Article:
- Include ways to contact customer support for any questions
- Offer discounts for a limited time to push them closer to a sale
What if readers no longer want to hear from you? What if they’d rather unsubscribe from your list and be done with you forever?
Here’s the thing: A sizable subscriber count doesn’t matter if many of those recipients don’t engage with your emails anyway. While having a lot of subscribers can undoubtedly open doors for your business, compromising quality for quantity isn’t the way to go.
Ultimately, engaged subscribers are more likely to take action, so you want subscribers who open your emails.
Having said that, it’s worth attempting to re-engage a subscriber who’s about to slip away:
- Losing a subscriber is not a good feeling. Still, make sure you’re parting ways with them on a happy note.
- Inform them of the benefits they will miss if they unsubscribe, such as weekly discounts offered to subscribers only.
- Provide information on how to resubscribe, in case they change their mind.
- Send them links to your social media accounts, in case they prefer a different method of contacting you or getting updates from you.
- Ask if you’re sending too many emails and then allow them to choose their preferred frequency.
Things to consider when creating your first drip campaign
Ready to create your first drip campaign? Great, but first things first. Let’s identify the things you must consider before plunging in.
Email marketing software
It would be impossible to send automatic email drips without a robust email marketing software.
For example, GetResponse has a drag-and-drop workflow builder that allows you to set up even the most complicated drip campaigns. Constant Contact, on the other hand, supports integration with third-party tools such as Shopify and Facebook.
If you need help finding the best software for your business, check out The Blueprint’s reviews for insights.
Pro tip: The market has many great email software options to choose from, and it can sometimes be overwhelming to pick the right one. To find the best fit, create a list of the software you’d like to try, then take each one for a test drive. If you have any questions, don’t hesitate to contact the provider. One you find one you like, be sure to create a software implementation plan to seamlessly transition your team.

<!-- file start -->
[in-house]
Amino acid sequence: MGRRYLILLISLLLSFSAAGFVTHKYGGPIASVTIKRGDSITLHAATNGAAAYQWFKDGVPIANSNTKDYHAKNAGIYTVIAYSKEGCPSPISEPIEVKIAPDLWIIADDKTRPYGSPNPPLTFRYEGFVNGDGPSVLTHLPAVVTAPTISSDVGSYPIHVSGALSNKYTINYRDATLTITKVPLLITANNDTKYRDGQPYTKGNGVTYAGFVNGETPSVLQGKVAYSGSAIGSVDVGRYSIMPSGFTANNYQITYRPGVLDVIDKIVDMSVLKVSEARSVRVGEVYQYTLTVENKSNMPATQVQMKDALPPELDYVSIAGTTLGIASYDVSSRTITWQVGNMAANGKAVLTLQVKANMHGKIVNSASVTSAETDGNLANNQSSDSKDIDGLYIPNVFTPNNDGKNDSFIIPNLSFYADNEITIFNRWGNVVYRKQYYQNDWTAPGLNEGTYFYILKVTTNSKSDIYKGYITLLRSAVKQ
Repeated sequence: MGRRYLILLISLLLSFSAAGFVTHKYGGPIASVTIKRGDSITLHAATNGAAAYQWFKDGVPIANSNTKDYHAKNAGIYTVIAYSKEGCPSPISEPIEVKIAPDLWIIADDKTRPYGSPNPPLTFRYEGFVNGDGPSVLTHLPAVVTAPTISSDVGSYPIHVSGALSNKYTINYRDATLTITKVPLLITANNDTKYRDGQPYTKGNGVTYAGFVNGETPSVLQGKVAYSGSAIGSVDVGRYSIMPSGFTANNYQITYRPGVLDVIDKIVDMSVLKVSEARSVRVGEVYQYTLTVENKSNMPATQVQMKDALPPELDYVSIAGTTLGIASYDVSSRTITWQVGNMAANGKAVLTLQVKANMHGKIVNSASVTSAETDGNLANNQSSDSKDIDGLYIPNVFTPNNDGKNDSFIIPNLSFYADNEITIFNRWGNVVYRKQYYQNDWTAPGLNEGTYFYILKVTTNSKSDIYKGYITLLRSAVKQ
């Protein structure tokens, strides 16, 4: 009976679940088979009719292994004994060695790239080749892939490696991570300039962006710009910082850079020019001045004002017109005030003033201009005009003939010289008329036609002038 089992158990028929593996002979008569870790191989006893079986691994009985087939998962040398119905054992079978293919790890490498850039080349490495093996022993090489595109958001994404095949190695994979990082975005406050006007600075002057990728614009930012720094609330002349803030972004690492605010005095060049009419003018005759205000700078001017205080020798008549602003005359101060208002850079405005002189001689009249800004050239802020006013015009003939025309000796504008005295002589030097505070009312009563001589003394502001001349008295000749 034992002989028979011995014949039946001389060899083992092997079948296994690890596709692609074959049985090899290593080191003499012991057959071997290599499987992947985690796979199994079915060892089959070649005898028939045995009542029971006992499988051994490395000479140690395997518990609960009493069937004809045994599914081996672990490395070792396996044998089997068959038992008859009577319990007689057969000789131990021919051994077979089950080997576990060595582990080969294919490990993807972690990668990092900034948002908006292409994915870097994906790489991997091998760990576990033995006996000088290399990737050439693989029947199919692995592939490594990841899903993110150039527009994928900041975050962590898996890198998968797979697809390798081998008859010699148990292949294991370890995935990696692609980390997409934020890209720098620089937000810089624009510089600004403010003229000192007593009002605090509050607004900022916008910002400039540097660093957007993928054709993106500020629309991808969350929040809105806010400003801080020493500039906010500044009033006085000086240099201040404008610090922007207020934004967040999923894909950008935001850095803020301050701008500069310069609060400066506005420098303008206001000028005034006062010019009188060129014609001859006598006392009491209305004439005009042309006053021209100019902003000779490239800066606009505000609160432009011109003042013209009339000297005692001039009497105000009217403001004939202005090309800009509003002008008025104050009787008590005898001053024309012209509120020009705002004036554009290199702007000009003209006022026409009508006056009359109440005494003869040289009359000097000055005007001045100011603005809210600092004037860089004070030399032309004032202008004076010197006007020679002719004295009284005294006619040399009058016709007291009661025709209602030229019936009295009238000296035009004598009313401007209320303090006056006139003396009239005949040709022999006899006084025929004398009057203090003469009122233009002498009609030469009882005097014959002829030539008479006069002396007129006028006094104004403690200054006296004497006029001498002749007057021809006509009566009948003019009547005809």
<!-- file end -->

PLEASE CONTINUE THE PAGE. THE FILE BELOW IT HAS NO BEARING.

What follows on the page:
Even when your drip campaigns are automated, the last thing you want your subscribers to feel is that they’re actually automated. Readers want content tailored to their needs. They want content that discusses the pain points they want resolved.
You can do this through email list segmentation. Segments can include:
- Blog subscribers
- Users who downloaded gated content on your website
- People who signed up for free trials
- Course enrollees
- People on a waiting list
Mailchimp is a popular email segmentation solution for businesses of any size. It has a free version, and onboarding is fast and uncomplicated. The segmenting options it offers are extensive and include subscriber data, activity, contact rating, conversations, date subscribed, email marketing status, language, location, and many more. These features allow for a very personalized Mailchimp drip campaign.
Pro tip: Email personalization can do wonders for your business. But be careful not to come on too strong too soon, such as sending the first email in your abandoned shopping cart drip mere seconds after the potential buyer navigated away from your website.
Your campaign’s goal
Here’s a quick marketing 101 reminder: Every email campaign you create should have a goal. Without one, you’re directionless. You won’t know if you’ve already achieved success.
It’s crucial that you understand where you’re going and what you intend to achieve when launching drip campaigns.
Here are examples of drip campaign goals:
- Grow your subscriber list
- Generate sales
- Spend less on ads
- Engage subscribers and increase conversion rates
- Automate the renewal process
Pro tip: Take advantage of the analytics of your chosen email program to monitor essential KPIs (key performance indicators) that will help you fine-tune your campaigns and better meet your goals.
Frequency and schedule
How long should your drip campaigns go? When is the best time to send them? There is no right or wrong answer.
You can send a welcome email right after someone signs up, then every Wednesday for the next six weeks. Or send an email once they sign up, then a discount coupon 10 days later. The best advice is to experiment using different approaches and rigorously record results.
Bottom line, the best schedule will be different for every business, so you’ll have to do some legwork to figure out what works for you.
The good news is that once you have all the necessary information ready, Mailchimp alternatives like ActiveCampaign can automatically send campaigns to your subscribers on a schedule. All you need are the future date and time.
Pro tip: Figure out the best interval to send your emails through testing. Also, give your readers enough time to thoroughly absorb information before sending them more. The last thing you want is to overwhelm them with too much email.
Nurture leads more effectively with drip marketing
Drip campaigns allow organizations to reach out to leads and customers and provide the information they need at just the right time. With automated drip marketing, you don’t have to spend all your time making them remember that your brand exists. And if you help them enough, they’ll remember you favorably, too.
The Motley Fool owns shares of and recommends HubSpot and Twilio. The Motley Fool has a disclosure policy.